Graphic Novel Series Returns in 'Y: The Last Man'
ROBERT SIEGEL, host:
Comic book lovers and literary critics alike took notice back in 1986 when the groundbreaking graphic novel Maus was published. Since then, the market for graphic novels has grown. Writer David Lipsky has a review of the latest installment of Brian K. Vaughan's series, Y: The Last Man.
DAVID LIPSKY reporting:
The year's best movie is a comic book, Brian K. Vaughan's, Y: The Last Man, which just bursts with cool effects, exotic ports of call, stunning reversals, rousing characters and crack dialogue, qualities you pray for in the movie line. Y is a graphic nove--a term that's allowed comics to take their place among video games and pop music as hobbies people now track with them into adulthood. It's no easy thing to march into Borders and ask for the comic section. But I'm real good at asking for novels.
Vaughan is no standard comics writer. When Entertainment Weekly compiled its 10 Best Fiction List last year, he was right up there with EL Doctrow and Sadie Smith. Y arrives flashily decorated with just about every one of its industry's medals.
I gave it to a friend. He called at 9:05 the next morning with two questions. Why isn't this a movie? And when can he borrow the next book? Yorick Brown, Y, is the earth's last man. A nonchauvinistic plague has carried off every other guy and the resulting world is no dating paradise for Yorick. As bearer of the planet's last working chromosomes, he's a weapon of mass population, and he's being sought by every government hoping to reforest itself.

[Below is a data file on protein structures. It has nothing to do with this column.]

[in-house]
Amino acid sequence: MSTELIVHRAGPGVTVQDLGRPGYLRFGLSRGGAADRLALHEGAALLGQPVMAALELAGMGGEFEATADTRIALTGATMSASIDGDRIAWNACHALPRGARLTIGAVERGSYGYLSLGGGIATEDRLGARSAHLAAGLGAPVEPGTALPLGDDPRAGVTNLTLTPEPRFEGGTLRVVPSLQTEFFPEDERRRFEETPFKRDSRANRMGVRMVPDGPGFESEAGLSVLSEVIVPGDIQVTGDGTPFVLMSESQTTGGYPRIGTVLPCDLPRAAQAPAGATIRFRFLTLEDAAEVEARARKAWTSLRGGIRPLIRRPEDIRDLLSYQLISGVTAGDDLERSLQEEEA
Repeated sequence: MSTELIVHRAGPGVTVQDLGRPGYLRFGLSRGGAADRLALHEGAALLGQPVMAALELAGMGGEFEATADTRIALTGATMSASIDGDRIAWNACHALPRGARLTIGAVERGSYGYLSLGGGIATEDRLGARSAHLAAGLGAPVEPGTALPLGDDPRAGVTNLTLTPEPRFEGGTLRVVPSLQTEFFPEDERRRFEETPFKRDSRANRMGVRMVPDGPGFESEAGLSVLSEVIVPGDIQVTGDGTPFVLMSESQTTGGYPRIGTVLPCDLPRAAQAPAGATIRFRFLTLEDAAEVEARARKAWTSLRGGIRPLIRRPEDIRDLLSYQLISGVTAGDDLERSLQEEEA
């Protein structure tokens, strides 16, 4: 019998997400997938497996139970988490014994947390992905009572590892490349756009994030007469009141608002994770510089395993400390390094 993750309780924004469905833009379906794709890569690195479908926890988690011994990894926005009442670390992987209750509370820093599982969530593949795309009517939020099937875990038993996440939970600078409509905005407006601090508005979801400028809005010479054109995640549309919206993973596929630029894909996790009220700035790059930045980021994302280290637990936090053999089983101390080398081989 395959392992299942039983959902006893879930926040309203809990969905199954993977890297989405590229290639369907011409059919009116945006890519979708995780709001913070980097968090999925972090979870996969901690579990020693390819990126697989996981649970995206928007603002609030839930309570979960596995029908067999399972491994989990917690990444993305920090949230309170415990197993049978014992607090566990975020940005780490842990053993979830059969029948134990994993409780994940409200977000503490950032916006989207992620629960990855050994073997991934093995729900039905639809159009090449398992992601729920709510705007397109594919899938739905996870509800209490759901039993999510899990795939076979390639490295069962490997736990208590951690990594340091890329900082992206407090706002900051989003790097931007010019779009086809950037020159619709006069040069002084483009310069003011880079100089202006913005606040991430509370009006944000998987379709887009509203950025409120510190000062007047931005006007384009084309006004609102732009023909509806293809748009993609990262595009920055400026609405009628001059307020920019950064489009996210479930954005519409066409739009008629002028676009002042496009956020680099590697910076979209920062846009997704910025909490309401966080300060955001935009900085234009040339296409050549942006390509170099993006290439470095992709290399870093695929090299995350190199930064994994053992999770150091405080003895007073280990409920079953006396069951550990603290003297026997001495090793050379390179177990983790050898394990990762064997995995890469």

He's also something of a dweeb, and he's certainly a coward. He's accompanied by two much sharper and braver women as they set out to find the labs and scientists who can put a stop to the plague.
What makes Y so much fun? At a time when the year's biggest movies, X-Men, Superman, Batman, Spiderman, are based on comics, here's a story on paper that plays the game better and is about the last man of all. Start with the first, called inevitably Unmanned, and try not to read them all. Right now it's just about the most fun you could hold in your hand.
SIEGEL: Our reviewer, David Lipsky, is the author of Absolutely American: Four Years at West Point. He lives in New York. Transcript provided by NPR, Copyright NPR.
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